Green Bay Packers 2017 Draft: Interview with Grambling State WR Chad Williams

Jan 25, 2017; Mobile, AL, USA; South squad wide receiver Chad Williams of Grambling State (84) catches a pass against safety Justin Evans of Texas A&M (14) during Senior Bowl practice at Ladd-Peebles Stadium. Mandatory Credit: Glenn Andrews-USA TODAY Sports
Jan 25, 2017; Mobile, AL, USA; South squad wide receiver Chad Williams of Grambling State (84) catches a pass against safety Justin Evans of Texas A&M (14) during Senior Bowl practice at Ladd-Peebles Stadium. Mandatory Credit: Glenn Andrews-USA TODAY Sports /

The one aspect of the draft that makes the annual NFL ritual equal parts enjoyable and challenging for general managers is unearthing hidden gems from schools that are way off the public radar, but can sometimes serve as hotbeds for skill-position players with intriguing next-level talent.

When the topic of small-school success stories is broached, most Packer backers can’t help but think of John Kuhn, an obscure undrafted fullback from a tiny Pennsylvania-based Division II institution also known as Shippensburg University.

Others that have taken the unconventional route to Packers News, include two wide receivers from Division II Saginaw Valley State in the form of Ruvell Martin and an athlete of more recent vintage Jeff Janis.

None of these pass catchers ever went on to become regular starters, but both developed into useful pieces in the passing game and on special teams.

Among this year’s crop of prospects from the FCS level ( NCAA Division I Football Championship Subdivision ) is Grambling State’s Chad Williams, a physical 6-foot-1 receiver with the competitive fire to match an intoxicating combination of hand, speed and leaping skills.

Williams emerged as a big-play artist over his last two seasons at the Division I-AA level by posting back-to-back 1,000-yard campaigns.

He was the team’s top weapon on jump balls, but the Baton Rouge, LA born pass catcher also showcased his dazzling talent on slants and skinny posts where the long-strider’s run-after-catch abilities made him the featured part of his offense that saw his share of double-teams.

Williams’ success was a key factor that contributed to his team winning consecutive West Division titles in the SWAC (Southwest Athletic Conference) in 2015 and 2016 along with beating North Carolina Central in the Celebration Bowl, which earned Grambling State its 15th  Black College Football National Championship in December.

The 2016 SWAC leader in receptions, yards and touchdowns finally gained some national notoriety at the annual NFLPA game, where Williams caught the eye of several NFL representatives in attendance, as he carefully heeded the coaching of former greats Torry Holt and Andre Reed.

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His performance at the Los Angeles-based all-star game resulted in the unknown NFL hopeful earning the break he had been hoping for when Williams was invited to partake in the Senior Bowl as a late call-in.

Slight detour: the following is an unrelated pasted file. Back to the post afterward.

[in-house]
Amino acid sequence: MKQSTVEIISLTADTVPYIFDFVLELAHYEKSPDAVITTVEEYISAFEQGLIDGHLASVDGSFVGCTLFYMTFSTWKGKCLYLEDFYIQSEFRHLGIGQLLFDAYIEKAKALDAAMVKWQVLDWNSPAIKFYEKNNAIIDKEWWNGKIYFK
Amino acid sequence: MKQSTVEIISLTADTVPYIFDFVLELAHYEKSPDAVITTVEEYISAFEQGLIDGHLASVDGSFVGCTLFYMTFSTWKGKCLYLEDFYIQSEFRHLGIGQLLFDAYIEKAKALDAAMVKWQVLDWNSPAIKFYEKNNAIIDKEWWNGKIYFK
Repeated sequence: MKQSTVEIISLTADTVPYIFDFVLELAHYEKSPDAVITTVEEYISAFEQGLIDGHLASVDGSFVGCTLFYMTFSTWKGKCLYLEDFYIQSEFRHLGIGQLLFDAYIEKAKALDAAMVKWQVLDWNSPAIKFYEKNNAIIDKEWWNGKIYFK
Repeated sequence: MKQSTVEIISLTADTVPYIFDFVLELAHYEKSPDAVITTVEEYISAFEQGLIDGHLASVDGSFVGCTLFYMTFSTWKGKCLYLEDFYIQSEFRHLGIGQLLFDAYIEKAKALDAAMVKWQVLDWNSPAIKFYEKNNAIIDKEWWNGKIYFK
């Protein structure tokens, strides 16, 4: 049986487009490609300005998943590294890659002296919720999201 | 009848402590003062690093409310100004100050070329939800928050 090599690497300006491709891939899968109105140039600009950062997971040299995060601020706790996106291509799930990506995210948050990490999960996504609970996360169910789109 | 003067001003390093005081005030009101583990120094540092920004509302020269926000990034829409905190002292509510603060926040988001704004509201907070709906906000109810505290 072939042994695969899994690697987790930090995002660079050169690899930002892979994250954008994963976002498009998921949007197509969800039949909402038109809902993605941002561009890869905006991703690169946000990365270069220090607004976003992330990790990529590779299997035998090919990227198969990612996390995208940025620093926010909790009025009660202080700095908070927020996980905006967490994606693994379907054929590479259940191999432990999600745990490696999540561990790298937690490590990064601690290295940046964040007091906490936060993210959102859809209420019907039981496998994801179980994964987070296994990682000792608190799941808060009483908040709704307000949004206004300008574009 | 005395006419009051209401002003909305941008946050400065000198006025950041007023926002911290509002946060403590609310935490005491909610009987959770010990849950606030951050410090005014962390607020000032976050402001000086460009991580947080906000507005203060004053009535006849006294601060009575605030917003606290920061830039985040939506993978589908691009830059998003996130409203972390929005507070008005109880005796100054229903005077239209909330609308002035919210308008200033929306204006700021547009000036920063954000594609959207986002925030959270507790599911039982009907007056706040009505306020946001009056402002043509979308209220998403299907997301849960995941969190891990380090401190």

It was there where the former SWAC phenom locked horns with some of the top defensive backs in the nation. He immediately proved he could separate in one-on-one matchups, as he went on to get the best of Damontae Kazee and Tre’Davious White among others.

One individual who wasn’t taken aback by the young man’s exploits was his former college coach Broderick Fobbs, who stated, “I think what a lot of people fail to realize is that there’s a huge difference between FBS football and FCS football and there are certain areas on the field where there are. But receiver is not one of them.”

He added, “Chad is an exceptional football player. He was very dominant on our level and he dominated every one we played even on the FBS level.”

Williams agreed to an interview with Lombardi Ave in which he discussed his journey from being a football-crazed youngster in the country’s Gulf Coast region to working his way up to learning how to play a new position as a collegian and thriving in his new role.

The Grambling State product came across as polite and articulate, but what was also evident was his desire to be great no matter what the odds or obstacles that may stand in his way.

Here is my conversation with the wide receiver, who will be expecting to hear his name called at some point during the draft in late April.

Q: Talk about growing up in Baton Rouge. Was football your first love or were you busy playing other sports as well?

A: I used to play football growing up with my friends every day from sun up to sun down.  But my first organized football experience was when I was about nine or 10 years old and I played for the Eastside Raiders. I started off playing offensive line and defensive line. I was the best lineman out there. I really loved youth football. Football was actually my first love. Basketball tried to take over a little bit, but I never lost my passion for football, man. Since I was little, I just wanted to do things with football. Everything was all about football.

Q: You were a late call to the Senior Bowl. You looked like you did pretty well out there. Did things turn out the way you expected?

A: It definitely turned out the way I expected. I mean, I give all my praise to God on a weekly basis. I just prayed about everything and when I got the call, I knew he would let me go out there and perform to the best of my abilities and just show people who I am. There was no pressure about whether I was good enough to play at that level. I’m a Division I-AA guy, but it’s no different for me. Everyone puts on their pants the same way and I just strapped it up and showed everybody who I was.

Q: What are you up to in terms of your training?

A: Right now, I’m focusing on being more flexible, more agile. I’m loosening up my hips and definitely running fast. I’ve been working on those speed drills every day…speed, speed, speed. I want to run really, really fast on pro day. I want to run so fast that they’ll need to double-check the clock. The strength is there. I’m strong enough. I’m physical enough. I’m big enough. But there’s a question mark about my speed. My pro day is March 21 and I just want them to know that this kid can run.

Q: What types of numbers are you shooting for at your pro day?

A: I don’t really want to throw things out there because I don’t want to spoil it. But I want to get some irregular numbers on my pro day.

Q: How are you approaching the position drills?

A: I just want to show I can run a clean route tree. I want to show I can run in and out of breaks. My speed cuts are there. I just want to establish myself to the point where [evaluators] can say, “Man, this kid has very strong hands.”